I teach and coach at the same high school I attended as a student, so I know many of my students’ parents. Earlier this week, I told one of my soccer players he wouldn’t be playing since he missed both practices that week. That night, I answered our door to find his dad, who immediately launched into an angry tirade about his son not playing, complaining that “we’ve known each other for years.” I was so in shock I barely knew what to say other than that I wasn’t budging on my position. I’m not surprised that he knew where I live given how small our community is, but I’m angry that he felt entitled to show up at my home simply because he didn’t get his way. Do I handle this directly with the parent? —Get Off My Lawn
My dentist lives three streets over and I wouldn’t dream of showing up on her porch and asking her to look in my mouth at a loose filling she did. (Just kidding, Dr. Corral. Your fillings are rock-solid.)
I’m not familiar with small-town life, so I’m doing some guesswork here. It sounds like this wasn’t just a friendly conversation that turned ugly. It sounds, instead, like an angry confrontation that left you shaken.
Personally I would file a police report, but admittedly I have no chill when it comes to entitled, yell-y people. As a child and teenager, I saw way too many Unhinged Soccer Dads ruin the sport, and as a teacher I’ve seen way too many parents ruin teaching for educators.
However, whether or not a police report feels appropriate to you, I do think you have an obligation to report this to your district’s athletic director. Your athletic director can decide on the appropriate response. Plus, this way you have documentation of this parent’s behavior.
And another thing: Don’t let your empathy for your soccer player dictate how you handle his father. His dad chose to confront you in your own home, so his dad is to blame for any consequences that might affect him, not you.
At the last faculty meeting, our principal announced that because our school went down a rating level, the entire faculty is now forced to submit long-form lesson plans for Every. Single. Day. We have to write in complete sentences, and “any word your students see written” has to be uploaded and attached, including book pages. The last lesson plan I wrote was eight pages long and took up two days’ worth of my planning period. How am I supposed to get this done in my contract hours? —Here’s a Learning Objective: I Quit
ChatGPT. I’m not even kidding.
Instead of analyzing the data to work with the teachers who need the most help, your principal has chosen—childishly—to dole out a group punishment. This is insulting and unprofessional.
It would be one thing if the whole school was required to do something that’s actually beneficial. Maybe your principal could have arranged for everyone to observe a similar school that’s thriving. Perhaps they could have arranged a PD session targeting specific areas of improvement. But demanding an egregious amount of additional work for teachers at a failing school is not it. That’s like a doctor ordering a patient with a broken arm to do a hundred extra reps in the weight room every day.
There is no evidence that writing longer plans results in better student learning. If your principal is going to treat you like a bunch of robots, it’s only fair to get a robot to write your lesson plans.
I love my student teacher, but ever since she added me on Instagram, I’ve been so worried. Every other post is either a thirst trap of her in revealing clothing or a photo of her taking shots with her friends. I have zero problem with what she does outside of school, but there are so many parents in our community who would call for her head if they got a screenshot of any of these. Do I warn her or mind my own business? —Paranoid Mama Bear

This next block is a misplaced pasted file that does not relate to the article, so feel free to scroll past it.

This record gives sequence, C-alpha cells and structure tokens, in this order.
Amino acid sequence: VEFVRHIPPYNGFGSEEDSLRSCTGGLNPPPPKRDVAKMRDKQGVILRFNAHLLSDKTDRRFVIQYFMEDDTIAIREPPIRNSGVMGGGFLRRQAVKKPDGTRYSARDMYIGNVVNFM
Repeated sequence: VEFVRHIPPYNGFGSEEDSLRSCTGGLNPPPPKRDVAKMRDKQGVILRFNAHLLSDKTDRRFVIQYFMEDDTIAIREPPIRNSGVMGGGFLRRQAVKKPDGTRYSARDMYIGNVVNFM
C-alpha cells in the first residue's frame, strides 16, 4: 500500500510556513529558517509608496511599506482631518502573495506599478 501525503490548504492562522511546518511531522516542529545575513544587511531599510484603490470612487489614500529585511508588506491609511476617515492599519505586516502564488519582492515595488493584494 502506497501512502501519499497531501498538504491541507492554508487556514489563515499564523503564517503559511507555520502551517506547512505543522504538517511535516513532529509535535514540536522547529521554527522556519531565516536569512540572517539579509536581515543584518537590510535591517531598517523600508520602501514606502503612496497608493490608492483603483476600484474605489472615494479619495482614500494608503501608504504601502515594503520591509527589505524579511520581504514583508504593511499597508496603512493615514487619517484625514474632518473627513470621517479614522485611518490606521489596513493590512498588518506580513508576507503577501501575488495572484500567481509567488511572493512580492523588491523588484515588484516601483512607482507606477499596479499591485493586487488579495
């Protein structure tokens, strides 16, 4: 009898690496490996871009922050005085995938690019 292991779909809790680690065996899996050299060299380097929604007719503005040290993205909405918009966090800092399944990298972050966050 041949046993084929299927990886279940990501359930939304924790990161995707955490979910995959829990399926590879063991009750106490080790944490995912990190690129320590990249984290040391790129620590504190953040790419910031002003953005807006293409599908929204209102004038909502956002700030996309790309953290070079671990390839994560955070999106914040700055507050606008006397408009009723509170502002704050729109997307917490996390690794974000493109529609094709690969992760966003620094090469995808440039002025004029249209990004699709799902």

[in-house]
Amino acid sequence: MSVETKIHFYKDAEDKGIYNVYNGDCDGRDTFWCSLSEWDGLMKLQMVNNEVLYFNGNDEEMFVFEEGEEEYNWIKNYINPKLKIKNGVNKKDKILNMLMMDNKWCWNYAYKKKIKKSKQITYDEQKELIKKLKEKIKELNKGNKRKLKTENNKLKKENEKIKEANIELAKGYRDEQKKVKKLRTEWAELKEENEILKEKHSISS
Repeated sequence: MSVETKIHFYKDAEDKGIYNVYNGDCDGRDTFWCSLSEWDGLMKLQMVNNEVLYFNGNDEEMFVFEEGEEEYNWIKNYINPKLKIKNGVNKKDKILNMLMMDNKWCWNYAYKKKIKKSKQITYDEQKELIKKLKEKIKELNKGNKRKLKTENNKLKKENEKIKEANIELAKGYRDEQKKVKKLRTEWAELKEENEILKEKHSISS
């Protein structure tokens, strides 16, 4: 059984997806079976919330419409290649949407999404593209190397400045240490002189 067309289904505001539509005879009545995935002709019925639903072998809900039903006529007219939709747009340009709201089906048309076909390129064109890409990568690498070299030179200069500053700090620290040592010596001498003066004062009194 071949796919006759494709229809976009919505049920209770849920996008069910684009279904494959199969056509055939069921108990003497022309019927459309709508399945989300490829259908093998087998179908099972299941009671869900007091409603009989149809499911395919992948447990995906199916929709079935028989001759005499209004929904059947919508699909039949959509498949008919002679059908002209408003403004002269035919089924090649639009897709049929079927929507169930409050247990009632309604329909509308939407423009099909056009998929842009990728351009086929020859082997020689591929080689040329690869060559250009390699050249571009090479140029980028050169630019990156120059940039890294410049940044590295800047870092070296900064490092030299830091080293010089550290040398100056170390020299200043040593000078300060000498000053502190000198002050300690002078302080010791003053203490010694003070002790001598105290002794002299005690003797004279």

I wish we could all just evaluate teachers only by what happens inside their classroom. But I understand that in many parts of the country, that’s not the case. In too many places, a handful of parents and community members are spending their free time hunting teachers’ social media accounts for evidence of people they don’t agree with. 🙄
Are her settings private? Is she following your district’s guidelines for social media use? If so, I wouldn’t get into the specifics of her social media habits. As her mentor, it’s your job to evaluate her teaching and provide guidance so that she can make informed, professional decisions on her own. Though the topics below are undoubtedly covered in her teacher training program, you might also organically touch on them in your time as her mentor:
- The interview process, including what a panel or interviewer might look up online
- Teaching in our current political climate
- Best practices with social media
- Your recommendations in setting boundaries with families
Remember that this is a child of the Internet Era. She knows all about screenshots, digital footprints, and receipts. Probably more than we do, and certainly more than I do.
And who knows? Maybe she’s fully aware of the possible consequences and is ready to go to bat for teachers’ rights to normalcy outside of contract hours, in which case, I commend her.
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We got an email a few weeks ago from our PTA president explaining an upcoming “Parents’ Night Out” fundraiser idea. How do parents get the night out, you ask? Teachers were encouraged to sign up for shifts to watch kids in their classrooms at the school from 6-9 PM. Apparently not many teachers volunteered because a week later, our principal sent us a lengthy follow-up shaming our faculty for “threatening to ruin a fundraiser that ultimately benefits the school.” Are we being selfish if we stand our ground? —Not Standing for Sitting